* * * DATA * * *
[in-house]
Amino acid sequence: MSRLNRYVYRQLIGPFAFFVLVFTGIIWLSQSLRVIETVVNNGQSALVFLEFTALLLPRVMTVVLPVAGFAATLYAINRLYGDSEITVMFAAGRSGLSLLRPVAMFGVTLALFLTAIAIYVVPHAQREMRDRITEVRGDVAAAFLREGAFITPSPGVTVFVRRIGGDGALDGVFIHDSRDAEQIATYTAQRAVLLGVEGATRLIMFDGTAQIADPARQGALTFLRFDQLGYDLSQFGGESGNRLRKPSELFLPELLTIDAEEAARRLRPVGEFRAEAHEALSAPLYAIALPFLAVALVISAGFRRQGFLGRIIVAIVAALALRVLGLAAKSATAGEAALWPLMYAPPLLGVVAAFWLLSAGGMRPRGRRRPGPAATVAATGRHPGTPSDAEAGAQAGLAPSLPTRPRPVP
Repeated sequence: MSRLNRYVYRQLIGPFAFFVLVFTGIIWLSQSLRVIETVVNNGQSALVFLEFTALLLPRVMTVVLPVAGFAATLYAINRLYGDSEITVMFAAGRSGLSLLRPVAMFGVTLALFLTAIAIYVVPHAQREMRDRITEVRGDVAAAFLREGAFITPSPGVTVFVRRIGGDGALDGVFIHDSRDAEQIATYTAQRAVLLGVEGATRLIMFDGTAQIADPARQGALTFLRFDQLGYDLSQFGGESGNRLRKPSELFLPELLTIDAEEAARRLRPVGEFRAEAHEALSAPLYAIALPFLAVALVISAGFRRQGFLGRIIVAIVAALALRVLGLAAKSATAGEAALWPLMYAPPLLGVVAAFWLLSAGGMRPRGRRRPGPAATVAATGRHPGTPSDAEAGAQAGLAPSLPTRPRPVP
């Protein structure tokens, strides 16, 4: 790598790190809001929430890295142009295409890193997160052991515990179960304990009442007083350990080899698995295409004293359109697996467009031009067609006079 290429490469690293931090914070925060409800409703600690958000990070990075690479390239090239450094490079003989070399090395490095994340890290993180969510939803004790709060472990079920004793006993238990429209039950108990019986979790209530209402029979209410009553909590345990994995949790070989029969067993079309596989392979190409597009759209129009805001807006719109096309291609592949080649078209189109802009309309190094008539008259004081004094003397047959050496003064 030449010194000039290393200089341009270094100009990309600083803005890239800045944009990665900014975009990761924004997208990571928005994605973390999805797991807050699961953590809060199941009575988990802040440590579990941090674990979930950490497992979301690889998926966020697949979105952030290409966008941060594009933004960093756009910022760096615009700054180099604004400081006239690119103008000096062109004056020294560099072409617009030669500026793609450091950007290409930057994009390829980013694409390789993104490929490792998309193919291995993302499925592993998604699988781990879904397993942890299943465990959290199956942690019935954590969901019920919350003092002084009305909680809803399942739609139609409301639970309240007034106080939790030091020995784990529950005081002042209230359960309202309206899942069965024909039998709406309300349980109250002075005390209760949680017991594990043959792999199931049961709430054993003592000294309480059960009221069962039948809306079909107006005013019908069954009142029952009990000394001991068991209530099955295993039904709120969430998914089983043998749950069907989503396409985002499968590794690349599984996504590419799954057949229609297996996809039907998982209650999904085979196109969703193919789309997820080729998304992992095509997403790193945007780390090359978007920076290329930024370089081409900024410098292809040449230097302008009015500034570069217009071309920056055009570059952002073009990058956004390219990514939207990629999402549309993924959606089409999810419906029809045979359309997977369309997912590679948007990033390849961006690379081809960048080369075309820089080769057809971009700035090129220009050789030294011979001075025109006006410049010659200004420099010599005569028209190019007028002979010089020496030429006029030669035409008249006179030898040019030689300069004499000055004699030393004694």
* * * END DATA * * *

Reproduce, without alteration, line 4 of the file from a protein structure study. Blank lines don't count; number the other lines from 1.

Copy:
């Protein structure tokens, strides 16, 4: 790598790190809001929430890295142009295409890193997160052991515990179960304990009442007083350990080899698995295409004293359109697996467009031009067609006079 290429490469690293931090914070925060409800409703600690958000990070990075690479390239090239450094490079003989070399090395490095994340890290993180969510939803004790709060472990079920004793006993238990429209039950108990019986979790209530209402029979209410009553909590345990994995949790070989029969067993079309596989392979190409597009759209129009805001807006719109096309291609592949080649078209189109802009309309190094008539008259004081004094003397047959050496003064 030449010194000039290393200089341009270094100009990309600083803005890239800045944009990665900014975009990761924004997208990571928005994605973390999805797991807050699961953590809060199941009575988990802040440590579990941090674990979930950490497992979301690889998926966020697949979105952030290409966008941060594009933004960093756009910022760096615009700054180099604004400081006239690119103008000096062109004056020294560099072409617009030669500026793609450091950007290409930057994009390829980013694409390789993104490929490792998309193919291995993302499925592993998604699988781990879904397993942890299943465990959290199956942690019935954590969901019920919350003092002084009305909680809803399942739609139609409301639970309240007034106080939790030091020995784990529950005081002042209230359960309202309206899942069965024909039998709406309300349980109250002075005390209760949680017991594990043959792999199931049961709430054993003592000294309480059960009221069962039948809306079909107006005013019908069954009142029952009990000394001991068991209530099955295993039904709120969430998914089983043998749950069907989503396409985002499968590794690349599984996504590419799954057949229609297996996809039907998982209650999904085979196109969703193919789309997820080729998304992992095509997403790193945007780390090359978007920076290329930024370089081409900024410098292809040449230097302008009015500034570069217009071309920056055009570059952002073009990058956004390219990514939207990629999402549309993924959606089409999810419906029809045979359309997977369309997912590679948007990033390849961006690379081809960048080369075309820089080769057809971009700035090129220009050789030294011979001075025109006006410049010659200004420099010599005569028209190019007028002979010089020496030429006029030669035409008249006179030898040019030689300069004499000055004699030393004694």